“If you avoid conflict to keep the peace, you start a war inside yourself.” Cheryl Richardson
One of the ladies in my membership, who I’ll refer to as Renee, was telling me about the tension that exists between her and her husband. They had gotten into an argument on the way to their son’s baseball game, and now they haven’t spoken to one another since.
While their marriage has been on shaky ground for years, it’s never been this bad. And now Renee is scared to bring anything up with him for fear of causing yet another argument and further resentments between them.
Renee is self-aware enough to know that she avoids conflict; not just in her marriage, but also with her peers at work, her family, and her friends. She would much prefer to ignore the situation, pretend she’s unbothered, and suppress any sore feelings, than to have a real conversation about a difficult topic.
But that avoidance tactic isn’t helping her.
- She doesn’t express her perspective.
- She doesn’t say how she feels.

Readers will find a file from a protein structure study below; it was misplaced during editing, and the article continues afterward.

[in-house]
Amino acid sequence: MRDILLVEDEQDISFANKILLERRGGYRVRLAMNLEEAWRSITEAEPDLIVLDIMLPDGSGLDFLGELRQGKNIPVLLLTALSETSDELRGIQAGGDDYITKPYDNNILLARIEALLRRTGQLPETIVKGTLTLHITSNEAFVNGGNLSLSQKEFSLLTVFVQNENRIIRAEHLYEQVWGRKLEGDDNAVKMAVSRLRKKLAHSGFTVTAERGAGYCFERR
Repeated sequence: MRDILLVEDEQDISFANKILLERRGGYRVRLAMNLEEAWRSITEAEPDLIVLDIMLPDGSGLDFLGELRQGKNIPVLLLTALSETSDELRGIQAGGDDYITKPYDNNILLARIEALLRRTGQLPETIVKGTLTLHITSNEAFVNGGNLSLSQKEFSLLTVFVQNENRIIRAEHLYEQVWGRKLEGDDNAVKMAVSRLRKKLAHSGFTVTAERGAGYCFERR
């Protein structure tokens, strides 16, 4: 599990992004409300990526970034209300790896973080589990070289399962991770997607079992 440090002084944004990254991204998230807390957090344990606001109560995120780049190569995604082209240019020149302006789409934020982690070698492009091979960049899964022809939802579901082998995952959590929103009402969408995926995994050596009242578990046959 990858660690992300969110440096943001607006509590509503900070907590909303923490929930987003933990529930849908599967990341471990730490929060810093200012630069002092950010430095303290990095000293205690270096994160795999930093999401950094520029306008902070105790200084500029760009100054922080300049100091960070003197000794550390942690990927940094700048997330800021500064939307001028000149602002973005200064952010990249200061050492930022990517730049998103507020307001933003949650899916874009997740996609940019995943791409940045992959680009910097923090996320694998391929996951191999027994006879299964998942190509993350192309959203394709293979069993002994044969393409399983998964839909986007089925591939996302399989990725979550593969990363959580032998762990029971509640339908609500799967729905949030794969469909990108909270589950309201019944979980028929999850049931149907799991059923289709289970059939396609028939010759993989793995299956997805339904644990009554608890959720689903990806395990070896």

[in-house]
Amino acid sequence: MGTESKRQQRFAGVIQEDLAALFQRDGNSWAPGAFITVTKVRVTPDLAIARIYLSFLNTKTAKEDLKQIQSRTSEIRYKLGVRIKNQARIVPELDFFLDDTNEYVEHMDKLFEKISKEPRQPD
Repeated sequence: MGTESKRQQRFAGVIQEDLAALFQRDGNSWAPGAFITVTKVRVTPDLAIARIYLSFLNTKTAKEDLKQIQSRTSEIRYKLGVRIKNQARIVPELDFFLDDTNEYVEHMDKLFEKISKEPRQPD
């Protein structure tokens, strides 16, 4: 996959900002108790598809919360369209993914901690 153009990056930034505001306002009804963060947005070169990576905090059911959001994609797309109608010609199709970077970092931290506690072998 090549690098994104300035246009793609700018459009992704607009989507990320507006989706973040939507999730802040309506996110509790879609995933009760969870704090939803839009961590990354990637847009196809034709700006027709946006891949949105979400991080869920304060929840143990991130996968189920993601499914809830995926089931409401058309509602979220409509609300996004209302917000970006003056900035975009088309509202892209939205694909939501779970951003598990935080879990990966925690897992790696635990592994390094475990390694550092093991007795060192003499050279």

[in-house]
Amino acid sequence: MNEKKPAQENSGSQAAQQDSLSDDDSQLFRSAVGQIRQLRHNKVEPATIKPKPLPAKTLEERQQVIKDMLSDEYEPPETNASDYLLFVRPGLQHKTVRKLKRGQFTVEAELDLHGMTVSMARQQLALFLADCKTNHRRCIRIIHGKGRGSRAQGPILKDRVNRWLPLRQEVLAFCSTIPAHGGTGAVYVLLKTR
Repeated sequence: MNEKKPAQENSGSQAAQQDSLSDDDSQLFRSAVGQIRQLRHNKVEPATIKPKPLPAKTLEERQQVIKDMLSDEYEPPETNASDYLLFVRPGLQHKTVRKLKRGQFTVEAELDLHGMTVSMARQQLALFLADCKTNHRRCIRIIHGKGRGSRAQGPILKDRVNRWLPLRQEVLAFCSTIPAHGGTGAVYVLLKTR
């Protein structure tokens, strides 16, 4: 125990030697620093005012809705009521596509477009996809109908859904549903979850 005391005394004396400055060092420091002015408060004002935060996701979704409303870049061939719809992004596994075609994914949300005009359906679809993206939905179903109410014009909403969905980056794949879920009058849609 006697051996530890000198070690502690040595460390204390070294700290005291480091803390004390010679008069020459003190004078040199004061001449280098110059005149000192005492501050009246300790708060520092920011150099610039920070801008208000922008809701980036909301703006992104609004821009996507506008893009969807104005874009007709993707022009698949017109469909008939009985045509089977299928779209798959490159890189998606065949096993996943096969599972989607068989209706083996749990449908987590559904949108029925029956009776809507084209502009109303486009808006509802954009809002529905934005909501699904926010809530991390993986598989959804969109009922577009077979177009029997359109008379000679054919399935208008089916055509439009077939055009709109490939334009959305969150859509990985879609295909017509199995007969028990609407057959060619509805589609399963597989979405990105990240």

- She doesn’t make her needs or preferences known.
This has resulted in her husband having no idea how upset she is, how hurt she is, and how she’s starting to feel more and more hopeless inside her marriage.
By being unwilling to have a difficult conversation with her husband, she’s avoiding a bit of discomfort, but she’s also sabotaging her marriage. She’s choosing to avoid feeling uncomfortable in the short-term, while setting her marriage up for failure in the long-term.
If she cannot express how she feels to her partner, the marriage can’t thrive, and it will never feel good to her. She’s unconsciously choosing to abandon herself in order to retain the marriage.
Not only that, but she’ll start to not feel good about herself and will grow to silently resent her husband for all the hurt that has gone unexpressed. When we don’t say something that needs to be said, it comes at the price of the conflict that is created within ourselves.
When we’re upset, I know the tendency is to bottle it up inside and pretend like everything is fine; but that’s a lie.
If there’s tension in your marriage (or any relationship for that matter), I want you to ask yourself: What are you NOT saying? In order for you to honor yourself, what needs to be expressed?
I often tell my clients: You can have an uncomfortable conversation with your spouse for 30-40 minutes…
You can have a lifetime of heartache. It’s a choice.
If you are struggling with having difficult conversations, expressing your needs, or setting healthy and loving boundaries for yourself inside your marriage, I can help. Here’s your next step forward.